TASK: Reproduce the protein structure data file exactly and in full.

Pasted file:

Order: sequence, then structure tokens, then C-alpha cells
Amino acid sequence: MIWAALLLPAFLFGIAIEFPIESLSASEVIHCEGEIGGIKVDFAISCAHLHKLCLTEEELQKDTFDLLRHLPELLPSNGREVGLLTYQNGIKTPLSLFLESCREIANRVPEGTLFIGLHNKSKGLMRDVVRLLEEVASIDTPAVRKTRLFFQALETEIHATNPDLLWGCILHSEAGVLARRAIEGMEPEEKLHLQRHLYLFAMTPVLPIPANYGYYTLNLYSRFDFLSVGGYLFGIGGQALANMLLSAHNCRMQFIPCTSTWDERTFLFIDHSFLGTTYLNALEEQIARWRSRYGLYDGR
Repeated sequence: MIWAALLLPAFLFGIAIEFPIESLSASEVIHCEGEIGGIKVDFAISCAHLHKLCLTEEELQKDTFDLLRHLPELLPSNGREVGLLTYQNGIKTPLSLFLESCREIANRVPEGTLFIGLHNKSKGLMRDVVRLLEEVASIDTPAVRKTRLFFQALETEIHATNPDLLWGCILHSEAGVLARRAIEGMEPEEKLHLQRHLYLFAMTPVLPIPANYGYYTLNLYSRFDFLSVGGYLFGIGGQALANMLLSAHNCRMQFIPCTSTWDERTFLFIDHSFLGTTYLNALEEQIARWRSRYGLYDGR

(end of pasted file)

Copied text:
Order: sequence, then structure tokens, then C-alpha cells
Amino acid sequence: MIWAALLLPAFLFGIAIEFPIESLSASEVIHCEGEIGGIKVDFAISCAHLHKLCLTEEELQKDTFDLLRHLPELLPSNGREVGLLTYQNGIKTPLSLFLESCREIANRVPEGTLFIGLHNKSKGLMRDVVRLLEEVASIDTPAVRKTRLFFQALETEIHATNPDLLWGCILHSEAGVLARRAIEGMEPEEKLHLQRHLYLFAMTPVLPIPANYGYYTLNLYSRFDFLSVGGYLFGIGGQALANMLLSAHNCRMQFIPCTSTWDERTFLFIDHSFLGTTYLNALEEQIARWRSRYGLYDGR
Repeated sequence: MIWAALLLPAFLFGIAIEFPIESLSASEVIHCEGEIGGIKVDFAISCAHLHKLCLTEEELQKDTFDLLRHLPELLPSNGREVGLLTYQNGIKTPLSLFLESCREIANRVPEGTLFIGLHNKSKGLMRDVVRLLEEVASIDTPAVRKTRLFFQALETEIHATNPDLLWGCILHSEAGVLARRAIEGMEPEEKLHLQRHLYLFAMTPVLPIPANYGYYTLNLYSRFDFLSVGGYLFGIGGQALANMLLSAHNCRMQFIPCTSTWDERTFLFIDHSFLGTTYLNALEEQIARWRSRYGLYDGR